Meanwhile, some of these countries have boosted economic cooperation with Russia. Hungary has signed a €10bn loan agreement with Russia, under which Russia’s state company Rosatom will build two additional reactor blocks at the Hungarian nuclear energy plant in Paks. Slovakia, whose Miroslav Lajčák was the only EU foreign minister besides Cyprus’s to visit Moscow since the annexation of Crimea, said it expected to sign an oil-supply treaty with Russia this month that would expire in 2029. Putin reportedly discussed military cooperation and participation in Russia’s South Stream gas project with Serbia during his visit. The Russian president said trade with Serbia reached $2bn last year and was expected to be about the same this year.
Germany has played a key role in Russia’s evolving foreign policy in central and eastern Europe. As the largest buyer of Russian natural gas, which is vital to Russia’s economy and federal budget, Berlin has been Moscow’s most important trade partner.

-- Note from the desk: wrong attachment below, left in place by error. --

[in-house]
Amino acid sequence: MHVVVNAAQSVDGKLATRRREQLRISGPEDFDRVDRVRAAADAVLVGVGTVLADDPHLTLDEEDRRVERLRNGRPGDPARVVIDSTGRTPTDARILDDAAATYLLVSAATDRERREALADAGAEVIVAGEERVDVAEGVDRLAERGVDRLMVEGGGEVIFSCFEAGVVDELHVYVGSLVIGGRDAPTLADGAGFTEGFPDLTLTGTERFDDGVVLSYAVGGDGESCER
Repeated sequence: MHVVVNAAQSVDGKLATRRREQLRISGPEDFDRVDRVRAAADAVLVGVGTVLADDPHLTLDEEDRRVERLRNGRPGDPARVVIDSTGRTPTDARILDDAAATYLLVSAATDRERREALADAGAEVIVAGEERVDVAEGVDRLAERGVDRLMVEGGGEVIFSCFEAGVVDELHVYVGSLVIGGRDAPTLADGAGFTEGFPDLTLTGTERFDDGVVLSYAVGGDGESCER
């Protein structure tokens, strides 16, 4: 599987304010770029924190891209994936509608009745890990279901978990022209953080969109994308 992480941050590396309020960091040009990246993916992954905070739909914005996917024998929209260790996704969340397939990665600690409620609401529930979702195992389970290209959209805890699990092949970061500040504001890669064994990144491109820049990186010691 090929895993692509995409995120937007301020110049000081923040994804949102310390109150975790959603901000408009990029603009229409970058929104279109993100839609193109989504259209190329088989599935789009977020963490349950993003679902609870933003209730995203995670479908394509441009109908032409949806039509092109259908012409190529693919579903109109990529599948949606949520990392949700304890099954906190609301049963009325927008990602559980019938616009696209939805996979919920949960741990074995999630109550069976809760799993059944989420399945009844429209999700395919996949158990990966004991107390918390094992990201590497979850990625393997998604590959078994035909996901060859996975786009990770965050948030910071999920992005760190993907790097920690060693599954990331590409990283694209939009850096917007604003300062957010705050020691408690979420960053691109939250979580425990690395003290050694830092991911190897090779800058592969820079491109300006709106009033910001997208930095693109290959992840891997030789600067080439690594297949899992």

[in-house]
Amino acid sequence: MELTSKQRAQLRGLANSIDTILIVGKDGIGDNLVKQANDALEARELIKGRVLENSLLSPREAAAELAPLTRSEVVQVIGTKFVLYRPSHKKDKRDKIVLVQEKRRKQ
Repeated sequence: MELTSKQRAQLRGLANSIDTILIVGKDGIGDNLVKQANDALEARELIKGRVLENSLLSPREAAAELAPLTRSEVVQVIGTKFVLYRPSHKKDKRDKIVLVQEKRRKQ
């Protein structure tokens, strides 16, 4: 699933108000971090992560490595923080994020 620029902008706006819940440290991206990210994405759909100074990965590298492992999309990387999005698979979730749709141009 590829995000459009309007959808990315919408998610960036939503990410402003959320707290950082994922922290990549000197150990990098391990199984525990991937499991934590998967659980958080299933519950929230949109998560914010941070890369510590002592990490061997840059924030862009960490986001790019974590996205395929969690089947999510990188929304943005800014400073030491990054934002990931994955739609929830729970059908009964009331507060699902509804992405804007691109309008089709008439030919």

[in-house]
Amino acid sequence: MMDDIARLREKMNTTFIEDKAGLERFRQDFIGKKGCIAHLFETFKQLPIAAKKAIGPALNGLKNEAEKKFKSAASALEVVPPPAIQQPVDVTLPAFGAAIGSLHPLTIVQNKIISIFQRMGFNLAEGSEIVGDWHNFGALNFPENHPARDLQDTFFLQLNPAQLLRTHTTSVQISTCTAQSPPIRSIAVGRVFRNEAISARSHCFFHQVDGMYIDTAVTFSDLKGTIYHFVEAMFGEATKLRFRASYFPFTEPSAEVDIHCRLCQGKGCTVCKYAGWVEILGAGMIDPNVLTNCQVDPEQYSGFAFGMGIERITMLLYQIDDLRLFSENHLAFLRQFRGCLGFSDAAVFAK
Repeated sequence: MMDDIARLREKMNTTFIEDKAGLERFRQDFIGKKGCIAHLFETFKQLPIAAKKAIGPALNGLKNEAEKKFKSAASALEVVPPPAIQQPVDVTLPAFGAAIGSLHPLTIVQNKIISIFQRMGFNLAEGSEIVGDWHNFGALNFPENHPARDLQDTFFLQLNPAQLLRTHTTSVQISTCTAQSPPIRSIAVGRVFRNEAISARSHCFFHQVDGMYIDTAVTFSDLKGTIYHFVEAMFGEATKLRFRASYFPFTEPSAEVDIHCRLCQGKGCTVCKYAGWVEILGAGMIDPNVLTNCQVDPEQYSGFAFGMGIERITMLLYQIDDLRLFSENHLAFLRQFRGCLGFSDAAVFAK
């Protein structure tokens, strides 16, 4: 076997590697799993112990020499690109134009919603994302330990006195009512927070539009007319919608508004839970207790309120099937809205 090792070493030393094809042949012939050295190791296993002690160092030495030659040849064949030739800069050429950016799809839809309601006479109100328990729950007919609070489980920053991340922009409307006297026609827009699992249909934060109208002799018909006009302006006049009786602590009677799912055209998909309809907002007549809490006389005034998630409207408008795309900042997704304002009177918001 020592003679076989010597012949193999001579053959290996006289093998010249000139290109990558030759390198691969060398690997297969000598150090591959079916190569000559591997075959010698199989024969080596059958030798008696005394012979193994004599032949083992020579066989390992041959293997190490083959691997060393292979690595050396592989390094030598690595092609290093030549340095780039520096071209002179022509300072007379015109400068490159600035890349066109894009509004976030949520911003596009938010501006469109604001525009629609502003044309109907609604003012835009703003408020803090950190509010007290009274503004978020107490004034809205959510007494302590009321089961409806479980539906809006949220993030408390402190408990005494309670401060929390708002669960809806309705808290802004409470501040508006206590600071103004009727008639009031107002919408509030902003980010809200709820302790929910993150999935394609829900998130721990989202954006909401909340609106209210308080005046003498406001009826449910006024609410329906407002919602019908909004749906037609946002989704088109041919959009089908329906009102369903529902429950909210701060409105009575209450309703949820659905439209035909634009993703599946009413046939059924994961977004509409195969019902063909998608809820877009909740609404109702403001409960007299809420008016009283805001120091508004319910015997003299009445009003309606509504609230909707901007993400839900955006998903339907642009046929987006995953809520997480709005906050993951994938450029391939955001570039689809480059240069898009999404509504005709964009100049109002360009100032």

But in 2012, German-Russian relations deteriorated after Berlin’s criticism of Russia’s presidential election and crackdown on the opposition, and ties have soured even further over the Ukraine crisis. As a result, Russia has started to look for new partners among the smaller countries of central and eastern Europe, which it did not pay much attention to before, said Alexei Fenenko, a professor of international relations at Moscow State University.
“There are two types of countries in central and eastern Europe: Those who are openly hostile, who we can’t hope to work with, and those that go back and forth,” Fenenko said. “There are forces in Hungrary, Slovakia, and most recently in the Czech Republic, with which Russia can have good dialogue. The pro-Russian party in Latvia helped with this as well.”
Energy exports have been and will remain Russia’s main trump card in Europe, and 12 eastern and central EU member states rely on Moscow for more than three-quarters of their gas supplies. Russia has started construction on its end of the South Stream gas pipeline, which is to run through Bulgaria, Serbia, Hungary, Slovenia and Austria, but Bulgaria twice suspended work on the project this summer. Although Bulgarians widely approve of the project, Boyko Borisov, whose Gerb party won the country’s snap national election this month, said he would resume work on the project only with the support of the EU, which has opposed the project on the basis of anti-monopoly regulations.